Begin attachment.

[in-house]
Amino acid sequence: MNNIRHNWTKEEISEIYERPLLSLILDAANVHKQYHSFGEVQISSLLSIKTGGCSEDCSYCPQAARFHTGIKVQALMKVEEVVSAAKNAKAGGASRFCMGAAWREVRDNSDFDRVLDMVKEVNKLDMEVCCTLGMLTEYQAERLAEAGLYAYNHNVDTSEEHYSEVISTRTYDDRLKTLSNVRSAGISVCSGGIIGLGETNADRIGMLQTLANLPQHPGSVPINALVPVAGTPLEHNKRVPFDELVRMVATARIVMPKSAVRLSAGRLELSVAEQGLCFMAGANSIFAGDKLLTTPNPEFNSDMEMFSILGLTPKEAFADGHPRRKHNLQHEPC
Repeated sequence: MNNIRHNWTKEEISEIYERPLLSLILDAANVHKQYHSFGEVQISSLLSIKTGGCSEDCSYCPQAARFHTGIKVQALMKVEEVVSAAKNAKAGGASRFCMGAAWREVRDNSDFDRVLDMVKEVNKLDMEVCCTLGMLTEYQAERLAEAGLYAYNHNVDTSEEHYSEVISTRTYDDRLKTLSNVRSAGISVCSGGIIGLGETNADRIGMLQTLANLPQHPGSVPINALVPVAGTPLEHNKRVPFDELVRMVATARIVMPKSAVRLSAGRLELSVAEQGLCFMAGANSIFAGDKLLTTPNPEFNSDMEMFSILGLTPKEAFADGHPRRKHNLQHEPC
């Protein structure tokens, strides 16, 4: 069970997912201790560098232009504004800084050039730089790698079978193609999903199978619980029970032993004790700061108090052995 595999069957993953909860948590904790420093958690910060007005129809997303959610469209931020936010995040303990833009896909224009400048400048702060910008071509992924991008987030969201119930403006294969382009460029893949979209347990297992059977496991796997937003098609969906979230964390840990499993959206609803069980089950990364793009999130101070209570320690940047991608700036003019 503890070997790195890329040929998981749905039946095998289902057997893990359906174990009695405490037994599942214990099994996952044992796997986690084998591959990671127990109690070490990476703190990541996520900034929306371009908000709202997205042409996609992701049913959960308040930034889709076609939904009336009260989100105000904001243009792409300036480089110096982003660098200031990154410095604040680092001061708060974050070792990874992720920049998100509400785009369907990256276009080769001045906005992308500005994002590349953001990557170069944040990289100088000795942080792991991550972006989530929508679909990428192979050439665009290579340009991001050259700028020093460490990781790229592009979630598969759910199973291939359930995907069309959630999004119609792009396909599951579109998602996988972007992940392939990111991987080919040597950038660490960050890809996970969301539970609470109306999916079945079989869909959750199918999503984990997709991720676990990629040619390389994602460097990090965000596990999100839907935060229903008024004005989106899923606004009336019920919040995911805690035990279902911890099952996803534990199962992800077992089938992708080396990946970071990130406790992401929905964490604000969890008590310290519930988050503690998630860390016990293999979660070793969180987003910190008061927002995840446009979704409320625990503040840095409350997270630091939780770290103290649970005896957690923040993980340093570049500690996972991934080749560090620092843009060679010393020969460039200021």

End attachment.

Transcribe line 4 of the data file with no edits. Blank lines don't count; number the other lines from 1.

């Protein structure tokens, strides 16, 4: 069970997912201790560098232009504004800084050039730089790698079978193609999903199978619980029970032993004790700061108090052995 595999069957993953909860948590904790420093958690910060007005129809997303959610469209931020936010995040303990833009896909224009400048400048702060910008071509992924991008987030969201119930403006294969382009460029893949979209347990297992059977496991796997937003098609969906979230964390840990499993959206609803069980089950990364793009999130101070209570320690940047991608700036003019 503890070997790195890329040929998981749905039946095998289902057997893990359906174990009695405490037994599942214990099994996952044992796997986690084998591959990671127990109690070490990476703190990541996520900034929306371009908000709202997205042409996609992701049913959960308040930034889709076609939904009336009260989100105000904001243009792409300036480089110096982003660098200031990154410095604040680092001061708060974050070792990874992720920049998100509400785009369907990256276009080769001045906005992308500005994002590349953001990557170069944040990289100088000795942080792991991550972006989530929508679909990428192979050439665009290579340009991001050259700028020093460490990781790229592009979630598969759910199973291939359930995907069309959630999004119609792009396909599951579109998602996988972007992940392939990111991987080919040597950038660490960050890809996970969301539970609470109306999916079945079989869909959750199918999503984990997709991720676990990629040619390389994602460097990090965000596990999100839907935060229903008024004005989106899923606004009336019920919040995911805690035990279902911890099952996803534990199962992800077992089938992708080396990946970071990130406790992401929905964490604000969890008590310290519930988050503690998630860390016990293999979660070793969180987003910190008061927002995840446009979704409320625990503040840095409350997270630091939780770290103290649970005896957690923040993980340093570049500690996972991934080749560090620092843009060679010393020969460039200021």